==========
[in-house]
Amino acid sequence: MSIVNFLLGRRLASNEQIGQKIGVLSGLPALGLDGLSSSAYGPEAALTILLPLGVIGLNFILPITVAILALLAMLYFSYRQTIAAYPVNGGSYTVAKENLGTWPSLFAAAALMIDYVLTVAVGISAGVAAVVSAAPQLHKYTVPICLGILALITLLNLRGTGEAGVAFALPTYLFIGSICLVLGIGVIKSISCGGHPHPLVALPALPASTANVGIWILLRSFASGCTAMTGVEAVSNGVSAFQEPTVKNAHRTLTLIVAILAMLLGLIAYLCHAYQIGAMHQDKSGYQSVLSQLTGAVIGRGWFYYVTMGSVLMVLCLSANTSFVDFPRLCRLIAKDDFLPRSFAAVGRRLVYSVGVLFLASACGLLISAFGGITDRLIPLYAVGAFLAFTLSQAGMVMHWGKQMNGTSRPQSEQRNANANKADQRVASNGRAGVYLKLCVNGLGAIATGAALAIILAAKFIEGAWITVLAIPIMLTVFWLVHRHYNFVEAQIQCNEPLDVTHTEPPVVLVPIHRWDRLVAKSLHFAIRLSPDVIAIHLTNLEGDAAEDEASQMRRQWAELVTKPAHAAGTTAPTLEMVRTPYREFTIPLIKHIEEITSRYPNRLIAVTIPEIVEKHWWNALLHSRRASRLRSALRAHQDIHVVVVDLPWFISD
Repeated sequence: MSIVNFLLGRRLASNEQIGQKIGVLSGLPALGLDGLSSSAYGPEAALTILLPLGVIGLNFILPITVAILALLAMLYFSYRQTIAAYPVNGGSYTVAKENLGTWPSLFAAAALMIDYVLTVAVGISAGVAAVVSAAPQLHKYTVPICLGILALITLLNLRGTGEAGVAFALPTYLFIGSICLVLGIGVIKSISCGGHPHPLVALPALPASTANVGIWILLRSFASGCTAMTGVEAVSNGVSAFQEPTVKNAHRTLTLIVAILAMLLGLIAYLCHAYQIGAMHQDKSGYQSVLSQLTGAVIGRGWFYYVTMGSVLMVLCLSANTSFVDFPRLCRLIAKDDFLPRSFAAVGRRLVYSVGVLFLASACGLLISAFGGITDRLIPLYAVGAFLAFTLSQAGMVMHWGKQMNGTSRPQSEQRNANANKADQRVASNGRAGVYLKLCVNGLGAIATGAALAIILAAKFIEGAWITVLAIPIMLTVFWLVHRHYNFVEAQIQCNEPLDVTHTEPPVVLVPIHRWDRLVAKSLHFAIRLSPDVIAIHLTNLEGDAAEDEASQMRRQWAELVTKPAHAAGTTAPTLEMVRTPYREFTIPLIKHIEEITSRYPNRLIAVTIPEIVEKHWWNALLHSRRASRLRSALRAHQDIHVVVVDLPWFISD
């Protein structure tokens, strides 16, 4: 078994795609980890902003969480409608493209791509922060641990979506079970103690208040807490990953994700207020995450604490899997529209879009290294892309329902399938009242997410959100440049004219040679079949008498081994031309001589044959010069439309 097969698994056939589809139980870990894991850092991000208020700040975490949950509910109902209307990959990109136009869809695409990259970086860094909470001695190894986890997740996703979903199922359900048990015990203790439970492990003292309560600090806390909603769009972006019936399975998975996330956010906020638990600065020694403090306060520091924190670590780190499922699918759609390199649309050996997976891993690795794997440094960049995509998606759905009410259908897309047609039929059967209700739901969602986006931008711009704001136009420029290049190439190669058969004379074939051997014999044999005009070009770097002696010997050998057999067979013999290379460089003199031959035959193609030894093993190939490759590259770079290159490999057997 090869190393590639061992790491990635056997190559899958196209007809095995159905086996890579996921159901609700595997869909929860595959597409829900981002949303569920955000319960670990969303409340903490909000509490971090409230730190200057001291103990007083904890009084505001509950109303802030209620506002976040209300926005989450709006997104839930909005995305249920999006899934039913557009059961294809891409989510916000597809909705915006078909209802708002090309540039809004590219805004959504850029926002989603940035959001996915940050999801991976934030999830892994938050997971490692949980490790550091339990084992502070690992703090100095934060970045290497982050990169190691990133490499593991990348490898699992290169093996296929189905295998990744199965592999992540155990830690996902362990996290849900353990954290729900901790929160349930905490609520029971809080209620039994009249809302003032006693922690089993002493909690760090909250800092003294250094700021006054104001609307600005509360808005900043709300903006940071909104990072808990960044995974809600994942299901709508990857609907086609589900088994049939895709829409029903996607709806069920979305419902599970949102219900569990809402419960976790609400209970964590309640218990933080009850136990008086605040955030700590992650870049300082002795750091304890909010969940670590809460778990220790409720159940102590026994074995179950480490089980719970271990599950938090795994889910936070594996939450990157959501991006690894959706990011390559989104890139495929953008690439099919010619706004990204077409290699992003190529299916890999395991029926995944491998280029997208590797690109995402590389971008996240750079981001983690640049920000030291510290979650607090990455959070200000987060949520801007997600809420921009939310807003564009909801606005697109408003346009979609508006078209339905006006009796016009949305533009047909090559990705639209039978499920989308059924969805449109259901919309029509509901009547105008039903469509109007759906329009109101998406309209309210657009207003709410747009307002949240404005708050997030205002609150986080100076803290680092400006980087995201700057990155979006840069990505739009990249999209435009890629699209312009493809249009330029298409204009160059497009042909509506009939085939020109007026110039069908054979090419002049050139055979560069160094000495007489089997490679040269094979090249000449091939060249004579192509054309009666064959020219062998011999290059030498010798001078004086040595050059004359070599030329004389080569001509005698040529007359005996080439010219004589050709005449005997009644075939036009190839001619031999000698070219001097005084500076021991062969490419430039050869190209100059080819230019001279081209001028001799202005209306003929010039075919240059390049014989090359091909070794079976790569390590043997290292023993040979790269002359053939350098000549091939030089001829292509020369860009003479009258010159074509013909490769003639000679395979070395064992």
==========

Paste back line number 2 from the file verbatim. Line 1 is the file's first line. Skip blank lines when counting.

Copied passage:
Amino acid sequence: MSIVNFLLGRRLASNEQIGQKIGVLSGLPALGLDGLSSSAYGPEAALTILLPLGVIGLNFILPITVAILALLAMLYFSYRQTIAAYPVNGGSYTVAKENLGTWPSLFAAAALMIDYVLTVAVGISAGVAAVVSAAPQLHKYTVPICLGILALITLLNLRGTGEAGVAFALPTYLFIGSICLVLGIGVIKSISCGGHPHPLVALPALPASTANVGIWILLRSFASGCTAMTGVEAVSNGVSAFQEPTVKNAHRTLTLIVAILAMLLGLIAYLCHAYQIGAMHQDKSGYQSVLSQLTGAVIGRGWFYYVTMGSVLMVLCLSANTSFVDFPRLCRLIAKDDFLPRSFAAVGRRLVYSVGVLFLASACGLLISAFGGITDRLIPLYAVGAFLAFTLSQAGMVMHWGKQMNGTSRPQSEQRNANANKADQRVASNGRAGVYLKLCVNGLGAIATGAALAIILAAKFIEGAWITVLAIPIMLTVFWLVHRHYNFVEAQIQCNEPLDVTHTEPPVVLVPIHRWDRLVAKSLHFAIRLSPDVIAIHLTNLEGDAAEDEASQMRRQWAELVTKPAHAAGTTAPTLEMVRTPYREFTIPLIKHIEEITSRYPNRLIAVTIPEIVEKHWWNALLHSRRASRLRSALRAHQDIHVVVVDLPWFISD